[ 2372.410501] sd 7:0:0:0: [sdc] No Caching mode page found
[ 2372.410504] sd 7:0:0:0: [sdc] Assuming drive cache: write through
[ 2372.521835] sd 7:0:0:0: [sdc] Attached SCSI disk
[ 2407.477391] usb 4-1.1.2: reset SuperSpeed Gen 1 USB device number 8 using xhci_hcd

I want to be able to connect to and read the contents of the drives, at least to the extent where I can properly image them with either dd or FSK Imager for preservation.

  • 4
    At a guess, the firmware on the drive was not careful to zero-out various fields, not imagining that capacity numbers would ever get as high as they are. Thus a modern device might query it, find garbage in one or more high-order bytes, and assume that the 32-bit values are actually valid, when Conner itself might have only been using the low order 24 bits. ... just speculation – RichF Jul 10 at 13:04
  • You can use sg3-utils under Linux to issue the READ CAPACITY (10) command and hopefully get the correct answer. I guess the drives answer to the newer commands even if they shouldn't, and that confuses the kernel. You'll probably also be able to read and write blocks with sg3-utils, but getting a quirk into the Linux kernel code to deal with their non-compliance to the newer SCSI standard will be a bit of work. – dirkt Jul 10 at 19:19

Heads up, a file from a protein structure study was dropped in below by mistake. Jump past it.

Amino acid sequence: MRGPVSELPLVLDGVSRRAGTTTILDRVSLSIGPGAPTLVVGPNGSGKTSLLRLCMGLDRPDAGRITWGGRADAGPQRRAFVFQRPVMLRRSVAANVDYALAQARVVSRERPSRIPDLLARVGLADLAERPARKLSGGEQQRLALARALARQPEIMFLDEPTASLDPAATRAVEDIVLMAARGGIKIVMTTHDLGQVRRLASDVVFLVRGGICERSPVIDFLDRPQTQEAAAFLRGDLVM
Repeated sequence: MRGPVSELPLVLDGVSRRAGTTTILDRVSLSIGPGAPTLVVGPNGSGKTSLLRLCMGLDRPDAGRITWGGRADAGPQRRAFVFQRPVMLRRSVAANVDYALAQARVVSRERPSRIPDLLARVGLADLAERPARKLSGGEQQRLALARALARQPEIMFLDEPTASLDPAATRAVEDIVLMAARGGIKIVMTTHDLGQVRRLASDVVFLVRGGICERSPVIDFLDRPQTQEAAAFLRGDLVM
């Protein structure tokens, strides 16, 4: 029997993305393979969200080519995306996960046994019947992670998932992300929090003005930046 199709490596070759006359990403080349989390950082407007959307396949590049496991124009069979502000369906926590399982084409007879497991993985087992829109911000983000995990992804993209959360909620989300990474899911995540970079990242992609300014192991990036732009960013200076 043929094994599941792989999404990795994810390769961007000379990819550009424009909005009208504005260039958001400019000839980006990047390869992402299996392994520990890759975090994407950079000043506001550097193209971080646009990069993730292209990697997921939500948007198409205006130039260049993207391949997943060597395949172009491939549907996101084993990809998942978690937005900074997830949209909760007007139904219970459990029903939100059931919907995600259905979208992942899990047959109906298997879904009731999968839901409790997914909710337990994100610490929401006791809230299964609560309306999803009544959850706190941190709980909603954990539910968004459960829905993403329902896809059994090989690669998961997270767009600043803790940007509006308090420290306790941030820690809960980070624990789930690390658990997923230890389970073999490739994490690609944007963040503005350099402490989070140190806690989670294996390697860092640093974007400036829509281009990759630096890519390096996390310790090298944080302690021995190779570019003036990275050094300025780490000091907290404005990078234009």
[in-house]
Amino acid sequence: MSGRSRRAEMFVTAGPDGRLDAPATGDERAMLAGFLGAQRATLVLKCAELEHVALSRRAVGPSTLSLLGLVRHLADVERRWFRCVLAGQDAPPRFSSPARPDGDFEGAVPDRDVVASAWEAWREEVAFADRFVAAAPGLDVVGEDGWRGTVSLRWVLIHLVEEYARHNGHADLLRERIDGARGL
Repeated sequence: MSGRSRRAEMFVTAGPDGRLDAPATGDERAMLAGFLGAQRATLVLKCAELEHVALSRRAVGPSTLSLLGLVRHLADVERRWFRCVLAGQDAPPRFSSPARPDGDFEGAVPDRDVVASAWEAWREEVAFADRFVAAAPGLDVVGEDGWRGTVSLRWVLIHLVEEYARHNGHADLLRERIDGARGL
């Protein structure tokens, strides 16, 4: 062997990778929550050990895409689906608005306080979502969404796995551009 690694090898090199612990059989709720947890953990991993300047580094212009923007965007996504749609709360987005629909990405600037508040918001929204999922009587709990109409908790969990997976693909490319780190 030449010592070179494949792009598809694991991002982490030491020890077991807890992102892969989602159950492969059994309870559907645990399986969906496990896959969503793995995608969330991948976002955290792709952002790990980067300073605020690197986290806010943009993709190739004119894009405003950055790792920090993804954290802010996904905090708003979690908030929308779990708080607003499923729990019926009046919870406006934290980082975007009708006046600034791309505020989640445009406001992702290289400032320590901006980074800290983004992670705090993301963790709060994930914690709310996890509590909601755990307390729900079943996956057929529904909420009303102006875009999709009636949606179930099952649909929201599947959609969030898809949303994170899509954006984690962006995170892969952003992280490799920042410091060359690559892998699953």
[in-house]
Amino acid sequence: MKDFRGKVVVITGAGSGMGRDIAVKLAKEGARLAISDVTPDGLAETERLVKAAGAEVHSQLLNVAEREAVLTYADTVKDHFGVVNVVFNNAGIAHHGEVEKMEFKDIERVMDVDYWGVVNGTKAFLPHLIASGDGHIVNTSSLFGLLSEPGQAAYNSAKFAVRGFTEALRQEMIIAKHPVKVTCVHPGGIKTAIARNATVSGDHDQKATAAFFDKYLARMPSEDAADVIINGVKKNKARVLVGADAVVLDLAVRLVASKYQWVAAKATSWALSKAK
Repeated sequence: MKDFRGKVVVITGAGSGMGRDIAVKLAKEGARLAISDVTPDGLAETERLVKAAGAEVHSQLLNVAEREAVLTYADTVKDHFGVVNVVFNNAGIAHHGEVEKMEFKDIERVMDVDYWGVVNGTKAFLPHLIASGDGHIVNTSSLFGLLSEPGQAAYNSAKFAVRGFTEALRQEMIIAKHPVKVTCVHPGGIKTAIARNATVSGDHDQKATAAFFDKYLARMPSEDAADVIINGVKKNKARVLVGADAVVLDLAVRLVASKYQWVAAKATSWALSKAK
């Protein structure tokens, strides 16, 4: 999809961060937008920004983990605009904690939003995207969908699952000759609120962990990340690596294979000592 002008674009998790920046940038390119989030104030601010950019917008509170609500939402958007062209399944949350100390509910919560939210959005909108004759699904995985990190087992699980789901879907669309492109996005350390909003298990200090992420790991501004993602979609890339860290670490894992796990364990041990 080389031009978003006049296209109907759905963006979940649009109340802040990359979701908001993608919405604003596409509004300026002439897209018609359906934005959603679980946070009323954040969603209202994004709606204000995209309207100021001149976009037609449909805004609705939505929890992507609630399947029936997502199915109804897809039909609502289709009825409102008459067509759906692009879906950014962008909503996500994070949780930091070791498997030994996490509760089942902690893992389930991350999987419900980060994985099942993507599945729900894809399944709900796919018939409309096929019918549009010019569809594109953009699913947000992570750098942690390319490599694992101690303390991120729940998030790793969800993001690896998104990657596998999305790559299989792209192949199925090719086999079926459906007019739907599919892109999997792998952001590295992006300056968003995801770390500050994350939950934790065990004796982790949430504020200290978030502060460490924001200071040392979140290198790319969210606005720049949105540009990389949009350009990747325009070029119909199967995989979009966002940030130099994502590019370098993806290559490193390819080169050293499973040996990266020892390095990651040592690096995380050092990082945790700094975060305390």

• Another word of warning: I've seen USB/ATA converters reserve a few blocks at the start of a drive for themselves (though I have no idea why they would do that). This could explain why there's no partition table; when Linux tries to read block 0, it gets what really is block 8 or 16. I'd suggest using something like cgsecurity.org/wiki/TestDisk to check for and read the partitions if possible. – Guntram Blohm Jul 10 at 20:25